Collabox is a social enterprise that puts together socially conscious, locally produced products in one box.
by Portia Ladrido
A poll conducted with 30,000 consumers across 60 countries asked about their buying behaviour, purchasing capacities, and what influences their choices. The report concluded that majority of these consumers are willing to pay more money if the products have one element: sustainability.
The word ‘sustainability’ has become a buzzword in the recent years, sometimes even losing its gravitas for the frequency of the word’s use in businesses, media, and even politics, among others.
However, with the very real impact of climate change on communities around the globe, and the clamor of the public (the youth, in particular) for more ethical practices that can save the future, sustainability has now become need of the hour, rather than just a nice-to-have.
This is what April Ong Vaño has kept in mind since starting Collabox, a social enterprise that puts together socially conscious, locally produced products from the Philippines in one box, which can be given as gifts or souvenirs.
“Collabox started out as a birthday fundraising project where I wanted to have tokens given to donors who contributed to support the charity,” she says. “I chose to give them products made by community livelihood programs in the Philippines.”
In time for the holidays, Ong Vaño shared some insights about her enterprise with INKLINE.
INKLINE: Why did you start your social enterprise Collabox?
April Ong Vaño: I strongly believe in the power of collaboration and, when such power is harnessed to create positive change, possibilities are endless.
Two years after my birthday fundraiser project, I decided to turn it into a social enterprise and also support and promote these locally made products through gift giving. I saw the opportunity to tap private organizations and individuals who would be keen to discover and purchase curated gift boxes. I strongly believe that economic empowerment through sustainable business and wealth creation is a holistic approach to solving various social challenges.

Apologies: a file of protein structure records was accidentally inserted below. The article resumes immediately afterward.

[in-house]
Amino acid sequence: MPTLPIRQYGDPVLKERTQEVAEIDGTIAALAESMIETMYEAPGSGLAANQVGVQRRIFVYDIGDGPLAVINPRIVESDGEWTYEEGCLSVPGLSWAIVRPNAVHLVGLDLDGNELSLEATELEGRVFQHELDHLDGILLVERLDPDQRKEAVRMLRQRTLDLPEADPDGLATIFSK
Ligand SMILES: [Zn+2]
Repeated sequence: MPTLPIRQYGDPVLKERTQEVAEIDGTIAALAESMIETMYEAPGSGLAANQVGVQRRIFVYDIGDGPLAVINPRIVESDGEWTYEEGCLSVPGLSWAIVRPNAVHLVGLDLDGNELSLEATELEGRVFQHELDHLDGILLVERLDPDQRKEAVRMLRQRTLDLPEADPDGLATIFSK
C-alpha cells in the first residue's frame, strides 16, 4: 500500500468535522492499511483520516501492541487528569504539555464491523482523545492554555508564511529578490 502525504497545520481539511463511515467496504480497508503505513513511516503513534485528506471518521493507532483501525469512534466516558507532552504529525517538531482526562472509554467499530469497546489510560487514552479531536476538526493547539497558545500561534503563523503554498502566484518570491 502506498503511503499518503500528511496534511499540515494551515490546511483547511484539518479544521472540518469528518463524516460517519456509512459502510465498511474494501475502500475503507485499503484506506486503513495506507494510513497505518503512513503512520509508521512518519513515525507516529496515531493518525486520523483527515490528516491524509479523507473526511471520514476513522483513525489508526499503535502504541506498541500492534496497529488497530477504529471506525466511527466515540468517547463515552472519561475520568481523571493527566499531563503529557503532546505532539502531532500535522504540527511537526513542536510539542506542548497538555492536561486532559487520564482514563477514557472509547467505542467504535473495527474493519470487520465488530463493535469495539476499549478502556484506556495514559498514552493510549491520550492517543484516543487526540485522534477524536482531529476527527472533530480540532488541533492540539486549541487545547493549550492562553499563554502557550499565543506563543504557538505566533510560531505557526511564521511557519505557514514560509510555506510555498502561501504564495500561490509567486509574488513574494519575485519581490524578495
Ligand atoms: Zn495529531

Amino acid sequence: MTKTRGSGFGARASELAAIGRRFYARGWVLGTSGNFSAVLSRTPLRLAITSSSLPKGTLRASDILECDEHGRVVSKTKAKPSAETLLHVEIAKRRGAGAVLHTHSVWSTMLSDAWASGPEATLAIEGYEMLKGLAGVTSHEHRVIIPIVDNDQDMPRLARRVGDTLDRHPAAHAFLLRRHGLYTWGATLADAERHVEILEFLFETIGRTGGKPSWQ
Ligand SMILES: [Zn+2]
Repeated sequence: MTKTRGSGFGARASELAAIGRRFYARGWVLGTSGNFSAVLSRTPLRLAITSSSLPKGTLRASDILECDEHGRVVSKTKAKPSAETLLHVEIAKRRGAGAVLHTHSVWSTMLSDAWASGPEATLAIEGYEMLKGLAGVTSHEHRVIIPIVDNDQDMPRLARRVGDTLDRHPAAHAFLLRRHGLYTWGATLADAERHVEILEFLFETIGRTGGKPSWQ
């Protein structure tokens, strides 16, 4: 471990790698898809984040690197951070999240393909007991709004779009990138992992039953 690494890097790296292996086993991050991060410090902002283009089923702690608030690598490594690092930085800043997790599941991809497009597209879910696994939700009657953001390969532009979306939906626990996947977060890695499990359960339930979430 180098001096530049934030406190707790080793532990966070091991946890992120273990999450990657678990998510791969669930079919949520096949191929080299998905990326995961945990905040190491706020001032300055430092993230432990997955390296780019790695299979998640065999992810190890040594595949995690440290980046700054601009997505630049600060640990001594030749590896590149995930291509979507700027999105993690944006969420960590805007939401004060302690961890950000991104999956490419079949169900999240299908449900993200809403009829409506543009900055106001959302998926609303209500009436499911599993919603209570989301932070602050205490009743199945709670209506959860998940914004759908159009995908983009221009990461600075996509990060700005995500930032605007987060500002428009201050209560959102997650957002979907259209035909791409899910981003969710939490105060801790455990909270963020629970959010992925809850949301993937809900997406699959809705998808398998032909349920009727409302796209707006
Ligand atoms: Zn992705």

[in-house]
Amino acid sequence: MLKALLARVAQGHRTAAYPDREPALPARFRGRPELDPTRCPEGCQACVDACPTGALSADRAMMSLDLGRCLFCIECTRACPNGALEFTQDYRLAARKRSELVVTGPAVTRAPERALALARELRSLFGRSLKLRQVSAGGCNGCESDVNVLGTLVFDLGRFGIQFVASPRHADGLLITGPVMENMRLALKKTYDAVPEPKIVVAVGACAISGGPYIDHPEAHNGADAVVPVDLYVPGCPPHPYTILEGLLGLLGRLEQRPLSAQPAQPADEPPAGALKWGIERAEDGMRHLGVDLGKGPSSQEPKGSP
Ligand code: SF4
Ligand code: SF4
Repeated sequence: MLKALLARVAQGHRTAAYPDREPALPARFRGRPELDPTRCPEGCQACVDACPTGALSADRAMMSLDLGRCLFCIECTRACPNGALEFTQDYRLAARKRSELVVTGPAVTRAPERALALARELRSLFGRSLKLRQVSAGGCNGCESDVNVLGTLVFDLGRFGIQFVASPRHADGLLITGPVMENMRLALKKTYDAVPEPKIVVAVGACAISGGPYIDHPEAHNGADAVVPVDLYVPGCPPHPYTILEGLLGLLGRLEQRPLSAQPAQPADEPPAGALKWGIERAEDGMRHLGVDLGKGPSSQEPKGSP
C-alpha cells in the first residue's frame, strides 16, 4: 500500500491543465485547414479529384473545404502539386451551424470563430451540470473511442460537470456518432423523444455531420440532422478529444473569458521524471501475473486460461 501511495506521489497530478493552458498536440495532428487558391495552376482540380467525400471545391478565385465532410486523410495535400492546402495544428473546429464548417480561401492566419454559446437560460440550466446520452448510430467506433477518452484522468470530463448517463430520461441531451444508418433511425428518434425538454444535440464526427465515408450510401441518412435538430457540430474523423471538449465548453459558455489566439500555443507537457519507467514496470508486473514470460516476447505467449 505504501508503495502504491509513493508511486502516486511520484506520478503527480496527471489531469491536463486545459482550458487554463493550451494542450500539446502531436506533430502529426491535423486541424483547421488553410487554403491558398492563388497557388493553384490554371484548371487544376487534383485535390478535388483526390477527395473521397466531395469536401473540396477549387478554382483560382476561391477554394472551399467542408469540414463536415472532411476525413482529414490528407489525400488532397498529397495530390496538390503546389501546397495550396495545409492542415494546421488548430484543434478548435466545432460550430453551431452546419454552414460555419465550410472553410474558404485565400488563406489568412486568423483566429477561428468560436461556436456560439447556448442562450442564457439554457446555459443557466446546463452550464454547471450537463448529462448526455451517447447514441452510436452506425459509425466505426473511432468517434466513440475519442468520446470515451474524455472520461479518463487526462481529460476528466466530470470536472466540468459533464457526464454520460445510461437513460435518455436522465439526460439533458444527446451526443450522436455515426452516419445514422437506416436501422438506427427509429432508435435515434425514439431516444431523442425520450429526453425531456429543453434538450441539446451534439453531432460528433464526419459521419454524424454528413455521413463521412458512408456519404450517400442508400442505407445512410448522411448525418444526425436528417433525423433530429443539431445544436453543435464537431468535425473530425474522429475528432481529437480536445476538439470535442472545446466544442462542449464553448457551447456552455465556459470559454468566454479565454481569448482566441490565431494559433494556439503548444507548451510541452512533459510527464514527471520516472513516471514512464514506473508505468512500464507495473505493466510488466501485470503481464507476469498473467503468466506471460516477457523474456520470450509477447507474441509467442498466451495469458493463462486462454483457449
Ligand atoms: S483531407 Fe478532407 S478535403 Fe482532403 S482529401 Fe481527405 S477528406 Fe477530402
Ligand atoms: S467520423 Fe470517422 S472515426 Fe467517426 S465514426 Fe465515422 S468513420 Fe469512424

I: How do you choose your collaborators?
A: They key factors that we look into are the business models employed by these enterprises. Some of them are for profit while others are non profit but the common denominator lies in the impact as part of the thrust of the business.
From job creation to environmental protection, the vision and mission of these enterprises make them the unique stories we want to showcase in our curations. For now, we are in the Philippines and choose locally made products from here. But we are keen to explore developing partnerships with local enterprises around the world.
I: What are the main pillars of Collabox?
A: The main pillars of Collabox as a brand are social procurement and advocacy campaigns. We aim to be a platform to connect companies and organizations to homegrown brands with a positive impact. For social procurement, we provide market access to corporate buyers and international markets. We also explore and execute strategic partnerships to raise awareness on sustainable development goals and encourage clients to practice responsible consumption.
I: Most products in your boxes are from social enterprises. How important is it to support them? And why do you think social enterprises’ role is crucial in any society?